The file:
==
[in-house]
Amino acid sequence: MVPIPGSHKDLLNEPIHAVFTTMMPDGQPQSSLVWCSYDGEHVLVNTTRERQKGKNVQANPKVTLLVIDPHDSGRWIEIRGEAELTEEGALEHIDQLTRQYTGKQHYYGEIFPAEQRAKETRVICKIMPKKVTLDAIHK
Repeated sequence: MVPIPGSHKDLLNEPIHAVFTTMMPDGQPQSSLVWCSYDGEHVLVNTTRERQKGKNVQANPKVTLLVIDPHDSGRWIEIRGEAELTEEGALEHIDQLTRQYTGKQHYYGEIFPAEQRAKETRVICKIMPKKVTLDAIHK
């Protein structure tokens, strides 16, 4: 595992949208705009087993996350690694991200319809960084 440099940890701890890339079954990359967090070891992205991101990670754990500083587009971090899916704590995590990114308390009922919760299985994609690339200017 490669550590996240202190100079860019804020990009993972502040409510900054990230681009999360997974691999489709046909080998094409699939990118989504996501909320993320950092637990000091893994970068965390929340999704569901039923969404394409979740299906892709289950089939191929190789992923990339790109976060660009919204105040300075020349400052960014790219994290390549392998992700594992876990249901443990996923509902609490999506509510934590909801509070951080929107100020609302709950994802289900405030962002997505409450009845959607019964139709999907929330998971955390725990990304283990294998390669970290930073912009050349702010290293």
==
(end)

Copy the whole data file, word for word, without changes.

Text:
[in-house]
Amino acid sequence: MVPIPGSHKDLLNEPIHAVFTTMMPDGQPQSSLVWCSYDGEHVLVNTTRERQKGKNVQANPKVTLLVIDPHDSGRWIEIRGEAELTEEGALEHIDQLTRQYTGKQHYYGEIFPAEQRAKETRVICKIMPKKVTLDAIHK
Repeated sequence: MVPIPGSHKDLLNEPIHAVFTTMMPDGQPQSSLVWCSYDGEHVLVNTTRERQKGKNVQANPKVTLLVIDPHDSGRWIEIRGEAELTEEGALEHIDQLTRQYTGKQHYYGEIFPAEQRAKETRVICKIMPKKVTLDAIHK
């Protein structure tokens, strides 16, 4: 595992949208705009087993996350690694991200319809960084 440099940890701890890339079954990359967090070891992205991101990670754990500083587009971090899916704590995590990114308390009922919760299985994609690339200017 490669550590996240202190100079860019804020990009993972502040409510900054990230681009999360997974691999489709046909080998094409699939990118989504996501909320993320950092637990000091893994970068965390929340999704569901039923969404394409979740299906892709289950089939191929190789992923990339790109976060660009919204105040300075020349400052960014790219994290390549392998992700594992876990249901443990996923509902609490999506509510934590909801509070951080929107100020609302709950994802289900405030962002997505409450009845959607019964139709999907929330998971955390725990990304283990294998390669970290930073912009050349702010290293």